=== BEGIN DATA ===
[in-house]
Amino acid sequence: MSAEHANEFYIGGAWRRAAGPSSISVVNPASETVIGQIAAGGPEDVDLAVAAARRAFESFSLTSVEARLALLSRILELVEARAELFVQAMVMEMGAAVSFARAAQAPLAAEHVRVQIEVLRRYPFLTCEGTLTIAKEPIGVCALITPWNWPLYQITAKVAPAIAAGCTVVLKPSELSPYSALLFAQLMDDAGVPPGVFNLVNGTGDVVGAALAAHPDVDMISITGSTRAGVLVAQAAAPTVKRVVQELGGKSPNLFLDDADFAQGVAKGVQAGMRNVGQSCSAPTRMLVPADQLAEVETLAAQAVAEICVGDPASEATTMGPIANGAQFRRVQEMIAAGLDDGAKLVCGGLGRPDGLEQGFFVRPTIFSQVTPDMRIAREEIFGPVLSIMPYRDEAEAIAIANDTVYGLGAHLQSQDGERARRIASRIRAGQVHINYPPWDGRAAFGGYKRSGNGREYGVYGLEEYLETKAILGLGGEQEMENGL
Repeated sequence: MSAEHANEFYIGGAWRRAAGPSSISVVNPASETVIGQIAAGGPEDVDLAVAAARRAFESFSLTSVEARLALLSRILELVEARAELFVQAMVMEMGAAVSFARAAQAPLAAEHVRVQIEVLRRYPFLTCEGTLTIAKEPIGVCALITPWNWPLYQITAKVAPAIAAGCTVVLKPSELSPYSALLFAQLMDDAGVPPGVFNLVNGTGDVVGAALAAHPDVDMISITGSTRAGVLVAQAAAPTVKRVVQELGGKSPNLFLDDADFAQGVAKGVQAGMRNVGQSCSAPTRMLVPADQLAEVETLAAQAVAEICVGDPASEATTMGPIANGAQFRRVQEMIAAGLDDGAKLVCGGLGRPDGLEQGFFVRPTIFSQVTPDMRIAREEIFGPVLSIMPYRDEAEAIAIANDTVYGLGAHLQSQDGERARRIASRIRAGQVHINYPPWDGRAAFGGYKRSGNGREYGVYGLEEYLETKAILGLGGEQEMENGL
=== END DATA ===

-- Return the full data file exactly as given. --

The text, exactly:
[in-house]
Amino acid sequence: MSAEHANEFYIGGAWRRAAGPSSISVVNPASETVIGQIAAGGPEDVDLAVAAARRAFESFSLTSVEARLALLSRILELVEARAELFVQAMVMEMGAAVSFARAAQAPLAAEHVRVQIEVLRRYPFLTCEGTLTIAKEPIGVCALITPWNWPLYQITAKVAPAIAAGCTVVLKPSELSPYSALLFAQLMDDAGVPPGVFNLVNGTGDVVGAALAAHPDVDMISITGSTRAGVLVAQAAAPTVKRVVQELGGKSPNLFLDDADFAQGVAKGVQAGMRNVGQSCSAPTRMLVPADQLAEVETLAAQAVAEICVGDPASEATTMGPIANGAQFRRVQEMIAAGLDDGAKLVCGGLGRPDGLEQGFFVRPTIFSQVTPDMRIAREEIFGPVLSIMPYRDEAEAIAIANDTVYGLGAHLQSQDGERARRIASRIRAGQVHINYPPWDGRAAFGGYKRSGNGREYGVYGLEEYLETKAILGLGGEQEMENGL
Repeated sequence: MSAEHANEFYIGGAWRRAAGPSSISVVNPASETVIGQIAAGGPEDVDLAVAAARRAFESFSLTSVEARLALLSRILELVEARAELFVQAMVMEMGAAVSFARAAQAPLAAEHVRVQIEVLRRYPFLTCEGTLTIAKEPIGVCALITPWNWPLYQITAKVAPAIAAGCTVVLKPSELSPYSALLFAQLMDDAGVPPGVFNLVNGTGDVVGAALAAHPDVDMISITGSTRAGVLVAQAAAPTVKRVVQELGGKSPNLFLDDADFAQGVAKGVQAGMRNVGQSCSAPTRMLVPADQLAEVETLAAQAVAEICVGDPASEATTMGPIANGAQFRRVQEMIAAGLDDGAKLVCGGLGRPDGLEQGFFVRPTIFSQVTPDMRIAREEIFGPVLSIMPYRDEAEAIAIANDTVYGLGAHLQSQDGERARRIASRIRAGQVHINYPPWDGRAAFGGYKRSGNGREYGVYGLEEYLETKAILGLGGEQEMENGL